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The first regards six year old Christopher Beale, hailing from Zug, Switzerland. Christopher is poised to become the youngest published author ever. His book This and Last Season’s Excursions was completed when he was age 6 years and 118 days, beating the previous record by 42 days. It is due to be published within the next few days by a publisher from Inverness, Scotland.

According to the article in The Independent from Saturday, November 18, the book is about the adventures of Christopher’s toys. Christopher’s father is fantasy author Theodore Beale, author of the Eternal Warriors series, so apparently writing runs in his family.

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Theodore Beale

Reclusive author Thomas Pynchon will also be publishing a book very soon, his first since 1997s Mason & Dixon. Weighing in at 1,120 pages, Against the Day is already attracting a lot of notice. Unfortunately, the notice it’s getting isn’t the most flattering. New York Times book reviewer Michiko Kakutani, admittedly a sort of notorious curmudgeon by nature, gave the book a particularly scathing review, calling it “a bloated jigsaw puzzle of a story, pretentious without being provocative, elliptical without being illuminating, complicated without being rewardingly complex.”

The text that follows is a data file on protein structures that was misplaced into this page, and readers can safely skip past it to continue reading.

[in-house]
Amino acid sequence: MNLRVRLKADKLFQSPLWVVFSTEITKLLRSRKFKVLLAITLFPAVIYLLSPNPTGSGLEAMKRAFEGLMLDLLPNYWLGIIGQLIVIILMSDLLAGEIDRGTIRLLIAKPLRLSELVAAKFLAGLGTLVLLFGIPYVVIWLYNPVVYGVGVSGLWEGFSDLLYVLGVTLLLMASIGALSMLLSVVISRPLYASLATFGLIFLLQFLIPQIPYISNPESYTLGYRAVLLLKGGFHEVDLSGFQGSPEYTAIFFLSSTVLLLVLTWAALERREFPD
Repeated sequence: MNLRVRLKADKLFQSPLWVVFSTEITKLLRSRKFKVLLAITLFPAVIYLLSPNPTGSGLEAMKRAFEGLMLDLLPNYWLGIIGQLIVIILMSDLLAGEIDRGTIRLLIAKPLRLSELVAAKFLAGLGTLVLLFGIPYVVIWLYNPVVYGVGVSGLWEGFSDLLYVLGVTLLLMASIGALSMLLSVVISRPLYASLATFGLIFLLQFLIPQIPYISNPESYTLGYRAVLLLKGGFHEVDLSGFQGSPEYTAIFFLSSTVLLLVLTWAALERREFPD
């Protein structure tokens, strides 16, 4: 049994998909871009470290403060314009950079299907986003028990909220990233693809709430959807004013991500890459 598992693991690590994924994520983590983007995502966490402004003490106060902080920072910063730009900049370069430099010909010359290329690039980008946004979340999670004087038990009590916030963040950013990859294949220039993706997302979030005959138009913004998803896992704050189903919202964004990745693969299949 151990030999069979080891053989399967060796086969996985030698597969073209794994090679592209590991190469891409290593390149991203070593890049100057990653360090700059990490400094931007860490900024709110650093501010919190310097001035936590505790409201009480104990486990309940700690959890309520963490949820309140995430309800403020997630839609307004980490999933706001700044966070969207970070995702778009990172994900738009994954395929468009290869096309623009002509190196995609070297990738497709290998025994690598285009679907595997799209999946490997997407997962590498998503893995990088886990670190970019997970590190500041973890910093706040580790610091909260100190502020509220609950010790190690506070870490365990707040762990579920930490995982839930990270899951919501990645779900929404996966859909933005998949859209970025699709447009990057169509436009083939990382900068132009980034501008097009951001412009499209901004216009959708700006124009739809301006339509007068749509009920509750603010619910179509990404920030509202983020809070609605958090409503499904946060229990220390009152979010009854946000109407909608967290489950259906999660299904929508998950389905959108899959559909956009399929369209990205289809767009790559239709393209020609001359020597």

Ouch.

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The young Thomas Pynchon, from his high school yearbook

To make things even more surreal (if that’s possible), here’s Pynchon’s own summary of the book, as posted on Amazon: